The Refugee System: Our Shared Global Responsibility
The United Nations’ World Refugee Day is observed on June 20th. Refugees are functions of war, violence, hatred, and are the first victims of terrorism. The purpose of this day is to recognize the adversities of refugees worldwide which is achieved through organizations, such as Amnesty International, which participate in various activities. These activities include, but are not limited to: activist protests, petitions to governments on the treatment of refugees and the visiting of asylum seekers in detention by organization members. This annual observance raises global awareness and sparks conversation on the ever-increasing refugee plight.
The UN Refugee Agency Global Trends report indicated that in 2016, 65.6 million people were forcibly displaced. Two thirds of these people are internally displaced with Syria, Iraq and Colombia boasting the largest internal displacement statistics. The remaining portion of refugees are asylum seekers across international borders. The location of countries to regions of conflict impacts the number of refugees that they receive. Many developing countries are situated closer to these hostile regions therefore 84% of asylum seekers settle in these areas. According to Time, Lebanon hosted more refugees than the total number of asylum seekers in the European Union in 2015. Countries that account for 57% of global GDP host fewer than 9% of all refugees. This includes wealthier countries such as Italy and Greece, that are dealt the same cards as third world countries with large waves of immigrants from Africa and the Middle East due to their location. Concurrently with the imposition of refugees on countries as a function of their location, the prosperous first world holds a fairly isolationist position on housing refugees. These countries and their citizens are concerned that their way of life is threatened if their borders are not secured. This is evidenced by the standpoint of European Union member countries: Poland, Hungary and the Czech Republic who believe they are worse off facing an influx of migrants than they are sanctions from the EU for refusing to accept refugees and migrants.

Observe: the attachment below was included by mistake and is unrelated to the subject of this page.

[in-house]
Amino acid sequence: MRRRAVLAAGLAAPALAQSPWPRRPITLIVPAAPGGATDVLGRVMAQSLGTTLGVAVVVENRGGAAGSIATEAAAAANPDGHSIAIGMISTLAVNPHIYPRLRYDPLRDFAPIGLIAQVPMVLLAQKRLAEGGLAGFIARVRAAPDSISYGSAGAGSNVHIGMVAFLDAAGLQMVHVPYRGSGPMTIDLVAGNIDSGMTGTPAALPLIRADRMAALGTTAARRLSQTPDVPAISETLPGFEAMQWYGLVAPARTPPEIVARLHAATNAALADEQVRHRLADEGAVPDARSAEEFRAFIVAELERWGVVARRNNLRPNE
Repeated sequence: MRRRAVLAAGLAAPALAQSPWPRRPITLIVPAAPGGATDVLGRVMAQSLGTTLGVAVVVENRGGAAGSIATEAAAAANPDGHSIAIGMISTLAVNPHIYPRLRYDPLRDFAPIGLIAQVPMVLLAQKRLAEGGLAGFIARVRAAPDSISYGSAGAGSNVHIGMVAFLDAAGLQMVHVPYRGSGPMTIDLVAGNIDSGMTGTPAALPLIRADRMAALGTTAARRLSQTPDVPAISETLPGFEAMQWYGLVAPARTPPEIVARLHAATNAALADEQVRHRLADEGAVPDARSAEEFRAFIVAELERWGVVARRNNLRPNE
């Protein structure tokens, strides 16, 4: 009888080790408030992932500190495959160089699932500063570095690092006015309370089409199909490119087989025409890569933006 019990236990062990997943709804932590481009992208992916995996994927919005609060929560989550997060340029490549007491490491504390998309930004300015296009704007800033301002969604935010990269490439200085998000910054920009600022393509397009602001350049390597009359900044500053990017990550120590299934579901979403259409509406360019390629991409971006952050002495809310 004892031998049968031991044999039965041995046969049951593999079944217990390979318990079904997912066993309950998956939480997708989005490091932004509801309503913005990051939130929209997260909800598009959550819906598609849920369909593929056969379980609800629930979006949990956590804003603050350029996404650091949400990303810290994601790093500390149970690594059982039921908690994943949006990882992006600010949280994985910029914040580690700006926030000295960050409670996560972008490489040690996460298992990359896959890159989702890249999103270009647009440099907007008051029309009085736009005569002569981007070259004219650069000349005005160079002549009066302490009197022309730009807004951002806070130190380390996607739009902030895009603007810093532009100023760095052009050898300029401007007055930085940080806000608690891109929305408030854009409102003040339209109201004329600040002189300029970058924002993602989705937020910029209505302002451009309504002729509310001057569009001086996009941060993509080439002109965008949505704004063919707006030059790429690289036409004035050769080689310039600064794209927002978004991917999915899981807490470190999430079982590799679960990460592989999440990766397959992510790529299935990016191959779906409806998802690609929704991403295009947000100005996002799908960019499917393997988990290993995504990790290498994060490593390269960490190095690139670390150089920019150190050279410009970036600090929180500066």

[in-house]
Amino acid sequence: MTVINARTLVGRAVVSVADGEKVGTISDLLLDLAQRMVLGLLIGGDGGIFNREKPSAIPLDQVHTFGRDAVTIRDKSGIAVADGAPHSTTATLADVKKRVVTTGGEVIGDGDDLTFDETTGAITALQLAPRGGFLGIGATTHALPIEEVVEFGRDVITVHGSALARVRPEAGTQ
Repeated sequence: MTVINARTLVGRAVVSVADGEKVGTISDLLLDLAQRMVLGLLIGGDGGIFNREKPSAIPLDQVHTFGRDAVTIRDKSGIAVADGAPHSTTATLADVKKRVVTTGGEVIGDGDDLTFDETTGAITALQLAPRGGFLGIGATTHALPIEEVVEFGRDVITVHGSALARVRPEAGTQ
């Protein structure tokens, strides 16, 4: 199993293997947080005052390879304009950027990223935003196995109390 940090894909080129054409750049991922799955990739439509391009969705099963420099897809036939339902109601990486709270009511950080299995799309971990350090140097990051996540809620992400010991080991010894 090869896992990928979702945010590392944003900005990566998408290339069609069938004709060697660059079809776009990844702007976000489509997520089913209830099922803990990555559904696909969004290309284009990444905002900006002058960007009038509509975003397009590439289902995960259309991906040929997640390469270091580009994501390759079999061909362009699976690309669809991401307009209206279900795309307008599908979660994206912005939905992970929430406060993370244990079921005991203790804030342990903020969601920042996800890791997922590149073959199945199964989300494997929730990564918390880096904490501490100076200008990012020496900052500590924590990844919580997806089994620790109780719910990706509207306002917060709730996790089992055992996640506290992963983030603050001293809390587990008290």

Kofi Annan has concluded that there are challenges in creating a fair refugee policy that can balance a common humanitarian goal alongside domestic political agendas. The system has been built for short term emergencies but cannot withstand the enduring crisis of refugees. Among the problem is the lack of international consensus for hosting refugees. Perhaps it is time to shift the mindset from a focus solely towards safety and security of borders to a more compassionate approach. It is imperative that this shift begins with an undivided attention and energy directed towards the origins of the conflicts within governments that displace people. Beyond these conflicts, citizens alike have a moral duty to stand in solidarity and to aspire to integrate refugees in the social, economic and cultural arenas of their communities. While there is power in a day set aside for observance, it is imperative that this discussion goes beyond and takes the forefront of our daily conversations.